- Elton John blasts Russia’s anti-gay laws during Moscow concert
- U.N.: Afghanistan slow to enforce law protecting women
- Heart cancels SeaWorld concert after ‘Blackfish’ documentary
- South Carolina sheriff refuses to lower American flag for Nelson Mandela
- South Africans hold day of prayer for Nelson Mandela
- Mandela not on life support in final hours, friend says
- Ukraine protesters topple, decapitate Lenin statue in Kiev
- Kim Jong-un’s uncle removed from North Korean state documentary
- Thailand crisis deepens as opposition quits Parliament
- Campbell Soup apologizes for SpaghettiOs’ Pearl Harbor tweet
Latest Davey Johnson Items
When the season ends Wednesday, the Washington Nationals will begin the process of searching for their 2012 manager. Their list, general manager Mike Rizzo said Sunday, is not long. They know what they want and who they're looking at.
As the Nats wrap up the second-most-successful season in their seven-year history in Washington, General Manager Mike Rizzo heads into the offseason with a specific list.
As the ball cracked off Michael Morse's bat and began its flight into the right field seats, the crowd at Nationals Park started to erupt. The cheering didn't stop as he rounded the bases and received the now-traditional flying elbows to the helmet from several of his teammates, and they only got louder as their 29-homer slugger disappeared into the dugout.
Nationals right-hander Stephen Strasburg will be on an innings limit next season as he continues his comeback from reconstructive surgery on his pitching elbow.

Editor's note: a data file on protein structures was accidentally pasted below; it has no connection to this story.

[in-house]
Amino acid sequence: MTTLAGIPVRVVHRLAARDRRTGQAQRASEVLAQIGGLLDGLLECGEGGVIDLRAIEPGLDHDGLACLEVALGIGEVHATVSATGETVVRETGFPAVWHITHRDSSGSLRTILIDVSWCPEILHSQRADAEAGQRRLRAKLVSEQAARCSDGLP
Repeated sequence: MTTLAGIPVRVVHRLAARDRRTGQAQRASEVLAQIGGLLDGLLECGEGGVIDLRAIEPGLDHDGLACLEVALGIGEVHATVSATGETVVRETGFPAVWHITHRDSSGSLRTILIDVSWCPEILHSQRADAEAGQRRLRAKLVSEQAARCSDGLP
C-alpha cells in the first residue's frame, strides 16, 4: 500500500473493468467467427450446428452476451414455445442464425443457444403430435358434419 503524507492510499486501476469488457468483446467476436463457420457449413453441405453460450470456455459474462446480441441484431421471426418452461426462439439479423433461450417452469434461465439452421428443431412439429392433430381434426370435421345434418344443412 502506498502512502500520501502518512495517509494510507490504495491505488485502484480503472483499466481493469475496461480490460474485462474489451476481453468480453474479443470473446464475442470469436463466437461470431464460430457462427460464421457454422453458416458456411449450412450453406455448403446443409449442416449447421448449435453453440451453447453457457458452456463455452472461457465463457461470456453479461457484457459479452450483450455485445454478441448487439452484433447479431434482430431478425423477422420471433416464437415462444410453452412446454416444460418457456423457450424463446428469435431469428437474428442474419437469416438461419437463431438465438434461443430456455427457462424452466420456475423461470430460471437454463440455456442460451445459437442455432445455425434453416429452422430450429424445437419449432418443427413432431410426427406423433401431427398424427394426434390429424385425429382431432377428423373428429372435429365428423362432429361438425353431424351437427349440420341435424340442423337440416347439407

In a quiet moment this week in Philadelphia, Washington Nationals pitching coach Steve McCatty was asked to evaluate Stephen Strasburg's first three major league starts. They were a small sampling of exceptional work for someone just more than a year removed from ligament replacement surgery.
Ivan Rodriguez remembers facing Chien-Ming Wang when the Washington Nationals right-hander was throwing 97-mph sinkers from 60 feet, 6 inches. A veritable bowling ball coming at batters so quickly it'd be tough to get a bat on it, let alone propel it into play.
Stephen Strasburg's next-to-last pitch of the night was a 77 mph breaking ball that caused the hitter to duck down and curl away from the plate _ as though worried he might get plunked in the head.
There's Ivan Rodriguez, in the outfield early in the afternoons, running sprints. He's in the batting cage, in the weight room, back in the batting cage. He's working. He's just not playing.
Over the course of Ross Detwiler’s 27 previous major league starts, he’s shown promise and possibility in a left arm dripping with potential.